From Karen Bird
Posted on November 10, 2009 at 9:04 PM

That is a great video, Laurie! Thank you for posting! The analysis is nearly as ingeious as the composition.

From simon lyn
Posted on November 10, 2009 at 8:43 PM

I think it's good to question these kind of assumptions, because in our new millenium notions of human intelligence (including complex brain functions like musical creativity) will come into sharp focus. There are two lines of fairly intense research on a global scale that will eventually combine - reverse engineering the brain at the level of neurons, and the engineering of a general artificial intelligence.

There isn't a single music centre in the brain - musical creativity (and genius) will be of special interest to science just because it engages and orchestrates so many diverse areas of the brain to somehow becomes much more than the sum of their parts.

For me Bach essentially mastered and exhausted much of the the creative and technical potential of twelve tone equal temperament *at the moment of its inception* - for me this is an exceptional achievement, since we still use this tonality system it is also unsurpassed.

It also takes a very uncommonly flexible and powerful mind to improvise 4, 5 and 6 part fugues, and many other conceptually complex feats that are attributed to him. It could be argued though that this is just being clever.

My own story however isn't that concerned with these things since I am not inherently moved by complexity or mental agiility. I experience the soaring and incandescant sonorities of Bach's music, the kaleidoscopic waves of emotion and it changes my life. That's genius.

From Danielle Gomez
Posted on November 10, 2009 at 9:27 PM

I agree that is is important to really question the notion of "genius."  In my opinion, this term is thrown around too flippantly these days.  The result is two different syndromes: we get the "genius" children who have to live up to the expectation that they are good at everything and the people who sell themselves short becuase they don't feel like they are smart enough so they don't even try.

Maria Montessori (the founder of the Montessori teaching method) has a good quote that goes something along the lines of "the true sign of genius is living up to your potential."  I think Bach lived up to his potential.  He pushed himself and found new ways to explore his passion.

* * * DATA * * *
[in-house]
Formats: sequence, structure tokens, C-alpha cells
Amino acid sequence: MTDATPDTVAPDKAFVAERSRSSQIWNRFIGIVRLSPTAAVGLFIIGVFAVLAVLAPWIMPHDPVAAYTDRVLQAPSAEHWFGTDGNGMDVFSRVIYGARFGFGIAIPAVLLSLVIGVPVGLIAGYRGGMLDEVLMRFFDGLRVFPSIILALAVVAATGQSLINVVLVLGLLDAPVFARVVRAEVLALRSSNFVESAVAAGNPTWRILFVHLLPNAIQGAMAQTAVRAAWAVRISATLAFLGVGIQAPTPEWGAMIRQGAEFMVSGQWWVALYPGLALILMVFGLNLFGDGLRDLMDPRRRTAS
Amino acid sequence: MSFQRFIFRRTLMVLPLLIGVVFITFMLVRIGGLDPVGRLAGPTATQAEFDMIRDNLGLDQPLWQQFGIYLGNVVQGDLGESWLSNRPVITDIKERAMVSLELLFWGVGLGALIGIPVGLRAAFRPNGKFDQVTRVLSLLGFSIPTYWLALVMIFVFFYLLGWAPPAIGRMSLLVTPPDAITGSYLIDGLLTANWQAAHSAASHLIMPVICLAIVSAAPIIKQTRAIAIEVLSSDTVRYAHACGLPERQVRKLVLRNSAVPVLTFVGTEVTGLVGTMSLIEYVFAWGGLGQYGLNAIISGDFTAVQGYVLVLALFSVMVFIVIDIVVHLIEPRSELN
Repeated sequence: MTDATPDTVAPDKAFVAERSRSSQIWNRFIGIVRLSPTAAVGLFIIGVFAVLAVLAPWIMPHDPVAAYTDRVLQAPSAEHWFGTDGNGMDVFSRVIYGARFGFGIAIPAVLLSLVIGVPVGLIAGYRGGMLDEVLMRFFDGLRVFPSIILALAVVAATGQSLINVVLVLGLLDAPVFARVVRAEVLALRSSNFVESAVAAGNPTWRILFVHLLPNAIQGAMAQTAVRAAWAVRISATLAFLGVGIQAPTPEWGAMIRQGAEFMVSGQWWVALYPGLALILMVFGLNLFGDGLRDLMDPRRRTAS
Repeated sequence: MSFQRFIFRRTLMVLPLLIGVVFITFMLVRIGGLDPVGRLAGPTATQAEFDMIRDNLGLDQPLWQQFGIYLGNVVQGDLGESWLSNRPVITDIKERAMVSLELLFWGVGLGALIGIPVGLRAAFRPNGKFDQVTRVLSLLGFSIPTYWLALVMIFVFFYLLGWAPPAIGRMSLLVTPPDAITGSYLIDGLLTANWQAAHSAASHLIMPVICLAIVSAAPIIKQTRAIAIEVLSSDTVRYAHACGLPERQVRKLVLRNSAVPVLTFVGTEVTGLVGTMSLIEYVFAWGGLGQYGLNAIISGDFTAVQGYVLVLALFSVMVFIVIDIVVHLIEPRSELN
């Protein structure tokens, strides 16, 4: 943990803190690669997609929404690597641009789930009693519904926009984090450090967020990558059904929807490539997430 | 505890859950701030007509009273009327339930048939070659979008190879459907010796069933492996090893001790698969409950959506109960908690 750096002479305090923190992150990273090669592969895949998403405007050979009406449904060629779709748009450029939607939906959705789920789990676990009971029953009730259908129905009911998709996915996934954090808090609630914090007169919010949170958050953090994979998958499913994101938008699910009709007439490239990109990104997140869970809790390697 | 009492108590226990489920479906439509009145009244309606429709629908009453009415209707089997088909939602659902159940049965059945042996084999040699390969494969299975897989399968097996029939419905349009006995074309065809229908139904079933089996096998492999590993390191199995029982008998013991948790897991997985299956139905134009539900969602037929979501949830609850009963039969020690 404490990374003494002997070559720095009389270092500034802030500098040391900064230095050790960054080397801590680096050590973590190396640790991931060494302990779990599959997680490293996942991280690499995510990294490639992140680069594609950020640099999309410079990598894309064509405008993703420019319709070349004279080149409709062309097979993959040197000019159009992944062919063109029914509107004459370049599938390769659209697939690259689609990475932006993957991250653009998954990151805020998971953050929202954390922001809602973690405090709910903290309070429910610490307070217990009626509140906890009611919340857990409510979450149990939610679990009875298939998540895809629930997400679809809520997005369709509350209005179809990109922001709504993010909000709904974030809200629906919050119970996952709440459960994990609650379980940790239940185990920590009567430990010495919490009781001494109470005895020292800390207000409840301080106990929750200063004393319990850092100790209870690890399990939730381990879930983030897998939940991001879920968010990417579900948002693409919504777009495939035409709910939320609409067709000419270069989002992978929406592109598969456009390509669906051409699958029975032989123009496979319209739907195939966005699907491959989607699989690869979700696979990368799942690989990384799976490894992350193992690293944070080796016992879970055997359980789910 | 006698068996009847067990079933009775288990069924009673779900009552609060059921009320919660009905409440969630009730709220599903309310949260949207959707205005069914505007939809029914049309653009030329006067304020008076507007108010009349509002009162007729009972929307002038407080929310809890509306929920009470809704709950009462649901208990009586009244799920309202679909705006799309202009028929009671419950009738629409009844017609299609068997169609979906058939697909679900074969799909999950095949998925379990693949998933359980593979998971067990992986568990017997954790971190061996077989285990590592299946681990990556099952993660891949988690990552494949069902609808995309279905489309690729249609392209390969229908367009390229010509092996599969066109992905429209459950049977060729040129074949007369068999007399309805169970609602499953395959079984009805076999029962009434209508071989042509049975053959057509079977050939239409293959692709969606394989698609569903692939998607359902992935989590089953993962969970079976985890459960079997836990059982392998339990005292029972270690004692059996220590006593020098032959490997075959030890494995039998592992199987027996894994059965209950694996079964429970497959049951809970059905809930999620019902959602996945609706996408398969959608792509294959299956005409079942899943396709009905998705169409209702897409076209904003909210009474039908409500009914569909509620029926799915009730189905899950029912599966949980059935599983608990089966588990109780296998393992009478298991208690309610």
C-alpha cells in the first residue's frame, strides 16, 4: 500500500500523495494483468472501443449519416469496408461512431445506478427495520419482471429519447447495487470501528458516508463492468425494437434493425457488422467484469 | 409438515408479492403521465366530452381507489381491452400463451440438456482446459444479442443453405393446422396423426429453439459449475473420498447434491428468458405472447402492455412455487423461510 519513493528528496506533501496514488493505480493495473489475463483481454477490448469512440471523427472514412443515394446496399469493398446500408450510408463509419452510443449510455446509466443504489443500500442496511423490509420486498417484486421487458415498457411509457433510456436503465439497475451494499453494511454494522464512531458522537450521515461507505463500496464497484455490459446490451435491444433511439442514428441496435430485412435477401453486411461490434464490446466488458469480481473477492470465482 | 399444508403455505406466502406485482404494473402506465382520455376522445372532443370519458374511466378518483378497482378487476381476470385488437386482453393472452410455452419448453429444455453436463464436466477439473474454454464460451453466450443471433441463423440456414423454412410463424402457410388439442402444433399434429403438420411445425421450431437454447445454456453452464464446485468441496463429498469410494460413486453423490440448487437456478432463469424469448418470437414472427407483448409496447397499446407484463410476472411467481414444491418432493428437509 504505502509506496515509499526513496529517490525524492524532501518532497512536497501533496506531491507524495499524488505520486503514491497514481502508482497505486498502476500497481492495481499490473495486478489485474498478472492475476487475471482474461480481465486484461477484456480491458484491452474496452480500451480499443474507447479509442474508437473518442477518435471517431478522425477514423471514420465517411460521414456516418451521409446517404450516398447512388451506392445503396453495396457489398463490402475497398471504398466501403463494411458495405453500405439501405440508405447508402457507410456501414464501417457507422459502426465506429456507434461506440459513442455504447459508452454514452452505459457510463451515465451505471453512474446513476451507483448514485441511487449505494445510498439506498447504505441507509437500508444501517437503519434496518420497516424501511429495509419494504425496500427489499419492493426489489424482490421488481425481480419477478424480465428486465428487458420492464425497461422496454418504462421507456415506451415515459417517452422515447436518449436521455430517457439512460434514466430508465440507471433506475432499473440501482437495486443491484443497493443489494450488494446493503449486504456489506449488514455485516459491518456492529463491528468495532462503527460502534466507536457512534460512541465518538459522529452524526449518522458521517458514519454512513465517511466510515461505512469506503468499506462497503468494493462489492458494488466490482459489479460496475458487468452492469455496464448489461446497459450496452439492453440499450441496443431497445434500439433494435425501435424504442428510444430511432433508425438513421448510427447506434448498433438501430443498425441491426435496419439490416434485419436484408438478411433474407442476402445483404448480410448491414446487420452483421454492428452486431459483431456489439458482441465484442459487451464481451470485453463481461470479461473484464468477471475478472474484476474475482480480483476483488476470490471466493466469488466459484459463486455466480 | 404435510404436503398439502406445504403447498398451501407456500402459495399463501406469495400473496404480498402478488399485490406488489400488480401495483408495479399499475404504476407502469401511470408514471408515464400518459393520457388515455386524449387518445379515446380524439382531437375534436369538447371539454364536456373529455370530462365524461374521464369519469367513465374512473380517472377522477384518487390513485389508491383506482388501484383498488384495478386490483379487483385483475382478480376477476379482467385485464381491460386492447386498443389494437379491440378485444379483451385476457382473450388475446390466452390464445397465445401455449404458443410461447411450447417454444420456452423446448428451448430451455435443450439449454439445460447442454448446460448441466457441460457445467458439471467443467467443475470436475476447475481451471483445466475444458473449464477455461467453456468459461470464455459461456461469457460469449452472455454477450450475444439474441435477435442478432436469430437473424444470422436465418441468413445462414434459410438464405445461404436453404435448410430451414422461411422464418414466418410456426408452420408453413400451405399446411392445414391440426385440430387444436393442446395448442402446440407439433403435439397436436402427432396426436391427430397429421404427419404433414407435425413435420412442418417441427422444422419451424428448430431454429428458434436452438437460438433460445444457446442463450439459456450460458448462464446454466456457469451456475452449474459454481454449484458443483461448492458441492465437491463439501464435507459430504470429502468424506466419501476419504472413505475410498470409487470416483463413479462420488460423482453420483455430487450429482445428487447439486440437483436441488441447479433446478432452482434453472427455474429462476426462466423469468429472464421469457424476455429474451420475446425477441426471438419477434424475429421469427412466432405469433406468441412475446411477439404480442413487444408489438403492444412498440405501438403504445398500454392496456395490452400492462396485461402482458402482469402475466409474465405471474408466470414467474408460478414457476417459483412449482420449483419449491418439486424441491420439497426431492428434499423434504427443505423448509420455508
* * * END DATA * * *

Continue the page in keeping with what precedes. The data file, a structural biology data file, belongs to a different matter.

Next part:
From simon lyn
Posted on November 11, 2009 at 1:03 AM

Thanks Danielle, that's a useful distinction. I am rather hoping that technological advances in enhancing and extending human intelligence and experiences will make this rather tired and potentially paralyzing 'genius' stereotype go away for good. Then we can focus on realizing personal and collaborative musical potential in terms of sublime and exquisite human communication, which is what I think music might be about (for me at least!)



From James Patterson
Posted on November 11, 2009 at 2:20 AM

For a long time, I've felt that one attribute of artistic genius (of many kinds) is that its products can be approached on many levels.  A new listener can hear a piece by Bach and really like it on his level, and yet the piece can be analyzed to show incredible complexities and interrelationships that can fascinate even the most expert and knowledgeable listener.

One (perhaps not so profound) example: the St Anne Fugue... before I had any idea of the triple fugue and thematic consistency, I thought it was "neat"!! Examining it later opened up the "wow!" factor.

From Bart Dzieciatko
Posted on November 11, 2009 at 4:08 PM


I recomend you book by Norbert Elias 'Mozart, the sociology of a genius'. He talks about how genius is a social construct and why this label is being stick to some people and to some it isn't.

Best regards!

From Danielle Gomez
Posted on November 11, 2009 at 7:11 PM

That sound fascinating!  Thanks for the recommendation, Bart.

Another good author is Howard Gardner.  All of his books are about what "intelligence" means.  An interesting point that he made was that in western culture, a person with the label of "smart" or "genius" is expected to be good at everything.  For example, the "smart kids" in school are expected to get good grades in every subject.   This is an unreasonable expectation and creates social pressure.

From Royce Faina
Posted on November 12, 2009 at 3:56 PM

I just watched the video!  Good God in Heaven!!!!!  What a mind!!!!!

From Bart Dzieciatko
Posted on November 13, 2009 at 7:06 PM

It's true! There was also Robert Rosenthal and Lenore Jacobson who conducted a study at school regarding self-fullfiling prophecy. They gave all the children in an elementary class a test and told teachers that some of children were unusually clever (though they were actually average). Then at the end of school year they found out that these children improved their marks significantly and stood out from the rest of the class. I think the argument was also that teachers demanded more from those children.